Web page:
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Predicting the Unpredictable? ... Some Things Just Can't Be Done
Volume 17, Number 28: 9 July 2014

In a recent "News and Views" item in Nature, Dinezio (2014) writes that "the episodic warming and cooling of the surface temperature of the tropical Pacific Ocean, known as the El Niņo-Southern Oscillation (ENSO), causes year-to-year climate fluctuations, affecting weather, ecosystems and economies around the world," but he indicates that "the occurrence of these episodes is not regular."

As an example of this fact, the University of Hawaii researcher reports that Wittenberg (2009) examined a 2,000-year climate simulation based on "a fairly realistic climate model," which showed that "decadal-to-centennial-scale changes in ENSO behavior can be internally generated by the model in the absence of any external forcing, such as increases in greenhouse-gas concentration or variations in solar output." And in a more recent study conducted by Wittenberg et al. (2014), using the same GFDL-DM2.1 model, he describes how the five climate scientists found that "multi-decadal epochs of high and low ENSO activity are completely unpredictable."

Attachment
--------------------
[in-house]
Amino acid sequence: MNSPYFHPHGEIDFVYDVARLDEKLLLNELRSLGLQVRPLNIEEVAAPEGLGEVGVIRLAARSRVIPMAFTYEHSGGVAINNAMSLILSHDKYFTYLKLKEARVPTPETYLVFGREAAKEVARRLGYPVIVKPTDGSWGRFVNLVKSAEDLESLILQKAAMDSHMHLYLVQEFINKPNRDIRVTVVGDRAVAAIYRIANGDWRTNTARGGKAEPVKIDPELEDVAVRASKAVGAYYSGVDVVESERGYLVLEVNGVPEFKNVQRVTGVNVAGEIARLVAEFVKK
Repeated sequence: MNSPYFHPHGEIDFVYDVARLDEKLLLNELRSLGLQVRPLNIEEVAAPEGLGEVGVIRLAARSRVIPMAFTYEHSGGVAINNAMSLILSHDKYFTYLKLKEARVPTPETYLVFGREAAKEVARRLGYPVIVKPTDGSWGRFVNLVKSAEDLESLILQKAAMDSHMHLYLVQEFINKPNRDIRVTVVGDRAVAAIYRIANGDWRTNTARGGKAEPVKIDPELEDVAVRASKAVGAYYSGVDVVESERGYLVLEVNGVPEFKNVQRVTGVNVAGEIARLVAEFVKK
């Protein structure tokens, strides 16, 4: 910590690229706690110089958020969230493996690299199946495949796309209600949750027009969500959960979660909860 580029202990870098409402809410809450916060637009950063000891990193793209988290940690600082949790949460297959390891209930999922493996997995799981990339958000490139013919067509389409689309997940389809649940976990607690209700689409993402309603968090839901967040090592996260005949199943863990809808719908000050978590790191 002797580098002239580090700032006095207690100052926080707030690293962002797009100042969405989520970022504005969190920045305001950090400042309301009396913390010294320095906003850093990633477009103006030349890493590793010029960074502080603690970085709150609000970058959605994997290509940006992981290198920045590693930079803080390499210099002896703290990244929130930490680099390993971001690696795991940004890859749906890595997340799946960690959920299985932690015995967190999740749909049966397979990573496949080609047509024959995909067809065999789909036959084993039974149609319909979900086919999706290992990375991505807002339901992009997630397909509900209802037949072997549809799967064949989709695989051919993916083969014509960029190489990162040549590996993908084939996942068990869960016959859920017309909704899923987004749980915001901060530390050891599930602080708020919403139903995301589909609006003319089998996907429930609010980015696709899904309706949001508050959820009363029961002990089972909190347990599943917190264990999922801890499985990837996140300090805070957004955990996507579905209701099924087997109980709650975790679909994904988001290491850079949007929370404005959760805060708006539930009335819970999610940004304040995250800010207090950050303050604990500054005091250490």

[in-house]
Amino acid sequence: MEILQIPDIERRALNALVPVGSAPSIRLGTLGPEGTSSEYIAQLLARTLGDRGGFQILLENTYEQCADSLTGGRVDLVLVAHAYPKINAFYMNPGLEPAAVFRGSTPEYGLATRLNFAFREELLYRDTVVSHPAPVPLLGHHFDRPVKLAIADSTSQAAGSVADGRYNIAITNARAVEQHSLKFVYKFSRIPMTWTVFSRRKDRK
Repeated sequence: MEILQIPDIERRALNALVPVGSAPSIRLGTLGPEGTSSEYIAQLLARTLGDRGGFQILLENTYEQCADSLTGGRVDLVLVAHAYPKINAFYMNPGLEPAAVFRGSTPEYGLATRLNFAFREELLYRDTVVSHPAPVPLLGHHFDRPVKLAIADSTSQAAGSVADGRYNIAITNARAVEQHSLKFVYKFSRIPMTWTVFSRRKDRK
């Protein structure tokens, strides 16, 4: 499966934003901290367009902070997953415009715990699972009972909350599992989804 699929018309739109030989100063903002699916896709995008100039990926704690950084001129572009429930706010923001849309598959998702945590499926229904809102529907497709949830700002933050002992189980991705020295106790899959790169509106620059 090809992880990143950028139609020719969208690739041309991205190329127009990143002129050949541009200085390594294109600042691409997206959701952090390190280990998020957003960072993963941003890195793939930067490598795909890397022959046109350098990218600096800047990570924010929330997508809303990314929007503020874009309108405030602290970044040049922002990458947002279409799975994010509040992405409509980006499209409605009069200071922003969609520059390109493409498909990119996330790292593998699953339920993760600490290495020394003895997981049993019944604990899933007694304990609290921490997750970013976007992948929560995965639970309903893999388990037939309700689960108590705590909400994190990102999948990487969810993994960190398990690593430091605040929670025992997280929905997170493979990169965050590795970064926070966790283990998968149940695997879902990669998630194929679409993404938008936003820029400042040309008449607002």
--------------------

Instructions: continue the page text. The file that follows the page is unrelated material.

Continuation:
In commenting on this extremely significant finding, Dinezio writes that it is a sobering finding, "because," as he continues, "it suggests that the changes observed in ENSO behavior during the twentieth century could very well be random fluctuations unrelated to natural or man-made changes in the climate of the tropical Pacific." And he adds that "it is not known whether even the best climate models simulate the correct mix of the myriad processes that influence ENSO," ending, therefore, with his ultimate conclusion that "future attempts to attribute the causes of individual events and their decadal variations now face a much higher bar," which level of correctness, it should be obvious to all, has not yet been reached.

In light of this verity, we should all show a little humility and acknowledge the fact that there are still "myriad processes" yet to be accurately modeled that influence earth's climate - and, ultimately, its everyday weather - which further suggests that it is nothing more than unbridled hubris to say that one need only "look out the window," as some climate alarmists suggest, to see the effect of anthropogenic CO2 emissions on whatever extreme weather event is currently in the process of earning a prime spot on the evening news. Such advice is nothing more than outright deception. And it is being practiced at the highest levels of government in both the United States and many of the other countries that comprise the United Nations.

Sherwood, Keith and Craig Idso

Dinezio, P. 2014. A high bar for decadal forecasts of El Niņo. Nature 507: 437-439.

Wittenberg, A.T. 2009. Are historical records sufficient to constrain ENSO simulations? Geophysical Research Letters 36: 10.1029/2009GL038710.

Wittenberg, A.T., Rosati, A., Delworth, T.L., Vecchi, G.A. and Zeng, F. 2014. ENSO modulation: Is it decadally predictable? Journal of Climate 27: 2667-2681.